The Invention Studio is student-run design-build-play space open to all Georgia Tech students. It is staffed by the Undergraduate Lab Instructors, student volunteers who are always on hand to train you and help with your projects. Use of the studio is free, and all majors and years are welcome.
The Invention Studio is unique in that students are encouraged to “own” the space. ULI’s (undergraduate lab instructors) lead other students in the use and maintenance of the lab, ensuring that the resources remain available to those who wish to use them. To promote and reward creativity, there are few strict rules in the Invention Studio. Rather, we promote an ethic of responsibility, safety, and community ownership. In this way, students can explore and develop unconventional ideas in a supporting environment.
The image below is the Invention Studio’s current layout:
Students in Capstone Design, who have some manufacturing experience, are gathered to run the facility and train others in exchange for 24 hr access. Approximately 10 volunteers, all seniors in Capstone Design, operate the studio about 20 hours/week.
With increased funding the studio expands to MRDC room 2011, right across from John Grahm’s Shop. The room is used to house 3-D printers and some various mills/lathes. Total space is approximately 1600 ft^2. The volunteer Capstone students are re-branded as “Undergraduate Lab Instructors,” or “ULI’s” and enrollment is no longer limited to Capstone students. This is wildly successful and students not enrolled in Capstone Design start to permeate the ULI ranks. The concept of a building dedicated to the Invention Studio’s purpose is also born, the “Burdell Center for Design Education.”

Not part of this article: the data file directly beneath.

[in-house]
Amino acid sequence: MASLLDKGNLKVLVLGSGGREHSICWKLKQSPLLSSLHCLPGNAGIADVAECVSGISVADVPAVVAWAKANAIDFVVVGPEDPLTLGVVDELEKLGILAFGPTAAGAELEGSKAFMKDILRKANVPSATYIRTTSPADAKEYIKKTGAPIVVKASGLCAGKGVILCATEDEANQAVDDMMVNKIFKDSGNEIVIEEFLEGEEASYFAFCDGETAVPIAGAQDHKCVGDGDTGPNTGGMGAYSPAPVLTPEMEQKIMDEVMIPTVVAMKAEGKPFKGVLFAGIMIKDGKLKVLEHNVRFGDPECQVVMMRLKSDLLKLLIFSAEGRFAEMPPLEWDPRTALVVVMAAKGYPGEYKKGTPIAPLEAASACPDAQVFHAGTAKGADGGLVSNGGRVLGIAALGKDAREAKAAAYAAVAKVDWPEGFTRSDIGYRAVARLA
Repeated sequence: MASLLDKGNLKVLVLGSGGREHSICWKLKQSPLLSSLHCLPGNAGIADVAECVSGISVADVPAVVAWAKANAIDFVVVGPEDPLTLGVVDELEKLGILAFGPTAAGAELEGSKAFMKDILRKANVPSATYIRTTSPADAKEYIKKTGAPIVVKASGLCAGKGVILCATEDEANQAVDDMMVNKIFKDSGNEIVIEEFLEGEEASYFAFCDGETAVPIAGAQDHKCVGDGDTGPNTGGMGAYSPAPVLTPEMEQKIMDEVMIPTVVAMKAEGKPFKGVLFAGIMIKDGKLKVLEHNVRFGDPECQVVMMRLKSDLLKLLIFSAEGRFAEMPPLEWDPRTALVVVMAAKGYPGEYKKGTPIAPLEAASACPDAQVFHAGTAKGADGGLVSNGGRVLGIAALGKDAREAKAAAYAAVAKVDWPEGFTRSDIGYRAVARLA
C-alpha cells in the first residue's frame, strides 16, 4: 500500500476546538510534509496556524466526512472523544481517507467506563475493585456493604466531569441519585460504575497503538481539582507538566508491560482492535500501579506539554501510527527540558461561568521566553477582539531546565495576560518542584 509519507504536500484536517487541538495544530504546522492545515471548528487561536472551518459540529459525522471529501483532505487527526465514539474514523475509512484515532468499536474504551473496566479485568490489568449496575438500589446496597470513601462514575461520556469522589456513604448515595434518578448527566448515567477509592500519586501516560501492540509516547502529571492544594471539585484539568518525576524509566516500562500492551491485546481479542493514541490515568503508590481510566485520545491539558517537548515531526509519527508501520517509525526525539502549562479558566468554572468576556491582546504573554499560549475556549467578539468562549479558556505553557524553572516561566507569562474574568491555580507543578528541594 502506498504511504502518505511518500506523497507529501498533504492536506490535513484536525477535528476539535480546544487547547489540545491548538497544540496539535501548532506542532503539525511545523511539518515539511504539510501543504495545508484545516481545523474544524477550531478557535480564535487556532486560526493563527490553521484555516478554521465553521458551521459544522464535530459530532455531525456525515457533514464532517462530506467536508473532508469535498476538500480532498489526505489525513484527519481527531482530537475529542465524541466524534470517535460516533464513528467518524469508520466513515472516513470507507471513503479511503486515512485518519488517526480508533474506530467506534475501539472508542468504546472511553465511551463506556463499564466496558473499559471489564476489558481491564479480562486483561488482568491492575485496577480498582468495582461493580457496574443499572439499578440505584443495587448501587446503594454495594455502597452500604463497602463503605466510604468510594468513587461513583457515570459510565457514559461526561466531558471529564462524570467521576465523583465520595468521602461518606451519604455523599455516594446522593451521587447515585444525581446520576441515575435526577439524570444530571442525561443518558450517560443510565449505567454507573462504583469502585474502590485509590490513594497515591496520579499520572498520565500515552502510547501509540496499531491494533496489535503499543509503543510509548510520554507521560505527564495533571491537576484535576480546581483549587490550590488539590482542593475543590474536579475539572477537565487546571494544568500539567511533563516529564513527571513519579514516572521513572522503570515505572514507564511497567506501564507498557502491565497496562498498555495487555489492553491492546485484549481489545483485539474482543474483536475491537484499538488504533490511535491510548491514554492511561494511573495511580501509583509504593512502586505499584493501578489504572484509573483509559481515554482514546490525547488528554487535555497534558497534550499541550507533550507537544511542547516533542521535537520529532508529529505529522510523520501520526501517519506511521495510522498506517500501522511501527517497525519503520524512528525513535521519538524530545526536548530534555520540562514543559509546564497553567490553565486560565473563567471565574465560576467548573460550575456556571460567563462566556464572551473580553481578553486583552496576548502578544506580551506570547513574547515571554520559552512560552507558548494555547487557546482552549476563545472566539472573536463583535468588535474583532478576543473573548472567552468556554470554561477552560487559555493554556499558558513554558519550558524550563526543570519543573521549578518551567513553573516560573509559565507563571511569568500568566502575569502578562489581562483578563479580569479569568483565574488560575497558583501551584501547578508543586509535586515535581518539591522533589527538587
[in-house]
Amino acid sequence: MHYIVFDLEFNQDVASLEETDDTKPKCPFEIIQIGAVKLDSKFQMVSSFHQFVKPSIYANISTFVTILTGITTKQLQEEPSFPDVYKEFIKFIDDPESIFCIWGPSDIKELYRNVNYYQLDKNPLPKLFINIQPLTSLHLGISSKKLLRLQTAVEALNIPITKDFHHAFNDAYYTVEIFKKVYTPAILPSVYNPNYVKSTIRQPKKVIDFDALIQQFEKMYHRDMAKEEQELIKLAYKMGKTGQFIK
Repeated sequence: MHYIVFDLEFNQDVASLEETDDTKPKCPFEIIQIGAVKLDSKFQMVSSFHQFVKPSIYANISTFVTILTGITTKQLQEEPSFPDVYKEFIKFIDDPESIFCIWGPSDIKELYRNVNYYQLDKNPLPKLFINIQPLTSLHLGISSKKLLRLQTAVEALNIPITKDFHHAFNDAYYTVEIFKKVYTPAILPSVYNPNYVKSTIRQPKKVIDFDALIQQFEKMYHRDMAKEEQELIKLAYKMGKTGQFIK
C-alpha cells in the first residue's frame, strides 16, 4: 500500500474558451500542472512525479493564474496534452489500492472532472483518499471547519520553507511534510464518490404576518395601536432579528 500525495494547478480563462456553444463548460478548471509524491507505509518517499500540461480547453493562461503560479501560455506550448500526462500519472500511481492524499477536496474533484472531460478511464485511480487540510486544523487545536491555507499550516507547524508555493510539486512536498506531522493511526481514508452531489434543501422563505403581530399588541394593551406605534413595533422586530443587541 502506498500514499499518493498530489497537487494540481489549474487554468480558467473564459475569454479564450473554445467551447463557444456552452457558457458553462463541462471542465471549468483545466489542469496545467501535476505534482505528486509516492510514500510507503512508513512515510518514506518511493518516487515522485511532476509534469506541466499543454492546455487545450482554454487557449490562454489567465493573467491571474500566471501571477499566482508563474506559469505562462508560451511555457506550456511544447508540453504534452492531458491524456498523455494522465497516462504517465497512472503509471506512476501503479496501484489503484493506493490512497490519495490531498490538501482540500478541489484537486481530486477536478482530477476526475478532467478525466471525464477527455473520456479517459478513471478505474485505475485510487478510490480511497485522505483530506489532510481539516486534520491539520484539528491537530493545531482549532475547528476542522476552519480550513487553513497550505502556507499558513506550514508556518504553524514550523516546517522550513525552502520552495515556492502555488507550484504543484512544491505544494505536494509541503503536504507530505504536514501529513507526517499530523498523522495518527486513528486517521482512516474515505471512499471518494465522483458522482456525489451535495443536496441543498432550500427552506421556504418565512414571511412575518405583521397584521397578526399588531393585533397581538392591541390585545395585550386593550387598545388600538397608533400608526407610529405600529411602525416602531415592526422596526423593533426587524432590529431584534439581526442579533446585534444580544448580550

The idea of a student club comprising all years and all majors to own and operate the studio is born. Students volunteer for it in unexpectedly large numbers. The studio begins to serve the needs of
courses besides Capstone Design, such as the sophomore design course, ME 2110. The Burdell Center concept takes shape as a College of Engineering building to foster creativity, design, and fabrication. The Center would be focused on student innovation and entrepreneurship.
The “Maker’s Club” is officially chartered. The studio expands in to MRDC room 2012, unofficially named “the laser lounge.” The club has 50 active ULI’s and a leadership team–all current students. The invention studio is open at least 50 hours/wk. Club programming includes Maker’s Mondays, tours, safety training, evening classes, holiday activities, parties. Evening classes are open to all. The 3D printers are moved into this room.
The three rooms totaling 2500 ft^2 reach maximum capacity with the influx of students and machines. Hundreds of users per semester including Capstone Design students from other majors (e.g, EE) start using Studio resources and participate in Maker’s Mondays. A new “prototyping lab” is setup in the Mill/Lathe room in lace of the 3D printers which have been moved to the Laser Lounge. The Prototyping room has resources for Foam shaping and hot injection molding. The Maker’s Club and Invention Studio supports at least half a dozen ME undergraduate courses including dynamics, system dynamics and control, ME 2110: creative decisions and design, MEMS, and mechatronics. Word spreads across campus about the accessibilty and resources of the Invention Studio.
The Invention Studio is used by 15 Georgia Tech courses and over 500 students, staff, and faculty per semester use the for their classes, research projects, or personal DIY projects. The Maker’s Club has 300 members and 50 undergraduate lab instructors (ULI’s).
A fourth room is added to keep up with the needs of the expanding studio. This room now serves as the home base for the studio with comfortable chairs and an array of 3-D printers/electrical benches. The 2nd floor lobby of the MRDC is renovated to better support assembly and testing with wooden tables, rolling chairs, electrical drops, and couches.
A 5th room is added with high-end CAD/CAM/FEA workstations and design/build/assembly/test workbenches. The invention studio has grown to become one of the largest design/build university spaces in the US and is the only one run entirely by volunteer undergraduates who maintain a culture of safety and responsibility balanced with creativity and freedom.